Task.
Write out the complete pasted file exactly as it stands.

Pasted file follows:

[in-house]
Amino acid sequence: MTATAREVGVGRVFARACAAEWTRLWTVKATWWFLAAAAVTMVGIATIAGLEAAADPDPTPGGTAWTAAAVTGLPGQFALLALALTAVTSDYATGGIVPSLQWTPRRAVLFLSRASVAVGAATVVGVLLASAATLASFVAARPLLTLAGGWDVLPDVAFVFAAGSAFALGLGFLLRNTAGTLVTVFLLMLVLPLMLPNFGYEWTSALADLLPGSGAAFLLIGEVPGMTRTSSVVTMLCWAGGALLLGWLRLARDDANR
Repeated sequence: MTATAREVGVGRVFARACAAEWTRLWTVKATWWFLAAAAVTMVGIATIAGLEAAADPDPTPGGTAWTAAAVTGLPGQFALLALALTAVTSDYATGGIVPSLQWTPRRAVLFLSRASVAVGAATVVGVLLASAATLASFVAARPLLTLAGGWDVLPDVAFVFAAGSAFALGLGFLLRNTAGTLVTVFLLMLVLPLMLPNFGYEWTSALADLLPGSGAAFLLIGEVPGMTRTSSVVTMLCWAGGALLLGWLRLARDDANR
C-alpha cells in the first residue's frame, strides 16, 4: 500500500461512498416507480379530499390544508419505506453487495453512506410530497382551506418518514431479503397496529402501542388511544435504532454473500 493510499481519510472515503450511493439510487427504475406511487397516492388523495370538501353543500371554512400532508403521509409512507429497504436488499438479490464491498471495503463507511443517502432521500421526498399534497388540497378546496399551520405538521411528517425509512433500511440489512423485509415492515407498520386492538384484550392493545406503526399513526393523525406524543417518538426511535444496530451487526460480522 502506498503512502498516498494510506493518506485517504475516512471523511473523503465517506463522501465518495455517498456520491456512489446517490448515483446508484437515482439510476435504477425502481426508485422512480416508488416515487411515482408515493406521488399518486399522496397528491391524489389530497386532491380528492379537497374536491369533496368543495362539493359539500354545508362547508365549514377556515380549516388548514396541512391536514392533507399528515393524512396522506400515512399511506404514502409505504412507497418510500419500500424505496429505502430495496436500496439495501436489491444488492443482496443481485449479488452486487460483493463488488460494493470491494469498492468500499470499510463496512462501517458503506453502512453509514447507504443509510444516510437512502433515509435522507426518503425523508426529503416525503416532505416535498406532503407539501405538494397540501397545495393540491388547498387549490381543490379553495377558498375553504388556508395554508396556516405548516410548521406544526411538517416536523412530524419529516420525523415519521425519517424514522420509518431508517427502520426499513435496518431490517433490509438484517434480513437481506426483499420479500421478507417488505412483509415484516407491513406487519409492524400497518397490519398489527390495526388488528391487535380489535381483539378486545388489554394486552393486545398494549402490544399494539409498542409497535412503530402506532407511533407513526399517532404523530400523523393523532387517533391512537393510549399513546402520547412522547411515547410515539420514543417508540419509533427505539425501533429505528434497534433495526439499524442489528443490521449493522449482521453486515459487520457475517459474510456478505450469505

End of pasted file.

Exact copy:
[in-house]
Amino acid sequence: MTATAREVGVGRVFARACAAEWTRLWTVKATWWFLAAAAVTMVGIATIAGLEAAADPDPTPGGTAWTAAAVTGLPGQFALLALALTAVTSDYATGGIVPSLQWTPRRAVLFLSRASVAVGAATVVGVLLASAATLASFVAARPLLTLAGGWDVLPDVAFVFAAGSAFALGLGFLLRNTAGTLVTVFLLMLVLPLMLPNFGYEWTSALADLLPGSGAAFLLIGEVPGMTRTSSVVTMLCWAGGALLLGWLRLARDDANR
Repeated sequence: MTATAREVGVGRVFARACAAEWTRLWTVKATWWFLAAAAVTMVGIATIAGLEAAADPDPTPGGTAWTAAAVTGLPGQFALLALALTAVTSDYATGGIVPSLQWTPRRAVLFLSRASVAVGAATVVGVLLASAATLASFVAARPLLTLAGGWDVLPDVAFVFAAGSAFALGLGFLLRNTAGTLVTVFLLMLVLPLMLPNFGYEWTSALADLLPGSGAAFLLIGEVPGMTRTSSVVTMLCWAGGALLLGWLRLARDDANR
C-alpha cells in the first residue's frame, strides 16, 4: 500500500461512498416507480379530499390544508419505506453487495453512506410530497382551506418518514431479503397496529402501542388511544435504532454473500 493510499481519510472515503450511493439510487427504475406511487397516492388523495370538501353543500371554512400532508403521509409512507429497504436488499438479490464491498471495503463507511443517502432521500421526498399534497388540497378546496399551520405538521411528517425509512433500511440489512423485509415492515407498520386492538384484550392493545406503526399513526393523525406524543417518538426511535444496530451487526460480522 502506498503512502498516498494510506493518506485517504475516512471523511473523503465517506463522501465518495455517498456520491456512489446517490448515483446508484437515482439510476435504477425502481426508485422512480416508488416515487411515482408515493406521488399518486399522496397528491391524489389530497386532491380528492379537497374536491369533496368543495362539493359539500354545508362547508365549514377556515380549516388548514396541512391536514392533507399528515393524512396522506400515512399511506404514502409505504412507497418510500419500500424505496429505502430495496436500496439495501436489491444488492443482496443481485449479488452486487460483493463488488460494493470491494469498492468500499470499510463496512462501517458503506453502512453509514447507504443509510444516510437512502433515509435522507426518503425523508426529503416525503416532505416535498406532503407539501405538494397540501397545495393540491388547498387549490381543490379553495377558498375553504388556508395554508396556516405548516410548521406544526411538517416536523412530524419529516420525523415519521425519517424514522420509518431508517427502520426499513435496518431490517433490509438484517434480513437481506426483499420479500421478507417488505412483509415484516407491513406487519409492524400497518397490519398489527390495526388488528391487535380489535381483539378486545388489554394486552393486545398494549402490544399494539409498542409497535412503530402506532407511533407513526399517532404523530400523523393523532387517533391512537393510549399513546402520547412522547411515547410515539420514543417508540419509533427505539425501533429505528434497534433495526439499524442489528443490521449493522449482521453486515459487520457475517459474510456478505450469505